Integrating environmental considerations in technology selections under uncertainty
Author(s)Chen, Yue (Yue Nina)
Massachusetts Institute of Technology. Dept. of Chemical Engineering.
Gregory J. McRae and Karen K. Gleason.
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Competition requires companies to make decisions that satisfy multiple criteria. Considering profitability alone is no longer sufficient. Ignoring environmental considerations will not only expose a company to potential regulatory costs, but also damaged public image, both of which in turn have negative effect on the economic well- being of companies. At the same time, the fast changing business environment requires companies to reach decisions in a speedy fashion. This work describes a decision- making framework that addresses the obstacles in integrating environmental considerations into technology selections with focus on the semiconductor and flat panel industry. It addresses data availability and data quality issues in environmental evaluations through the uncertainty analysis. It tackles the mismatch between the short innovation cycles in the industry and the long environmental analysis time by a combination of the uncertainty analysis, non-linear sensitivity analysis, hierarchical modeling, and the value of information analysis. It bridges the gap between environmental evaluations, economical evaluations, and technical evaluations by a unified modeling platform that links the process model, the cost-of-ownership model, and the environmental valuation model along with the databases and the random number generators for the uncertainty analysis. It is a generic framework and can be applied to various decision scenarios that face uncertainty in their systems. The paper also reviews sensitivity analysis methods and includes a survey on the current status and needs on environmental, safety, and health in the industry.(cont.) A case study on Cu CVD illustrates the methods of the evaluations models. A case study on comparing NF₃ and F₂ as the chamber cleaning gas illustrates the decision-making framework.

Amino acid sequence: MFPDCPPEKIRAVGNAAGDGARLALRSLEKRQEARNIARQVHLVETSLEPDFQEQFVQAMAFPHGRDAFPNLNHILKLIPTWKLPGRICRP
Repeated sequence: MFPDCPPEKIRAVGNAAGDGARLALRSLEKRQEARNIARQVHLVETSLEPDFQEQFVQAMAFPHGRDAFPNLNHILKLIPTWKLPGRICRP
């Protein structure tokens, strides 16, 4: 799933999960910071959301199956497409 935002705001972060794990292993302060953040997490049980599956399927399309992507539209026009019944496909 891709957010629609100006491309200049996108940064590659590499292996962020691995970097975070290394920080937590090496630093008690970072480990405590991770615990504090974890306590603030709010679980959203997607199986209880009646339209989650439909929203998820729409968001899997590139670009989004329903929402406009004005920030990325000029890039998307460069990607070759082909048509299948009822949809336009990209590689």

Thesis (Ph. D.)--Massachusetts Institute of Technology, Dept. of Chemical Engineering, 2005.Includes bibliographical references (p. 151-157).
DepartmentMassachusetts Institute of Technology. Department of Chemical Engineering
Massachusetts Institute of Technology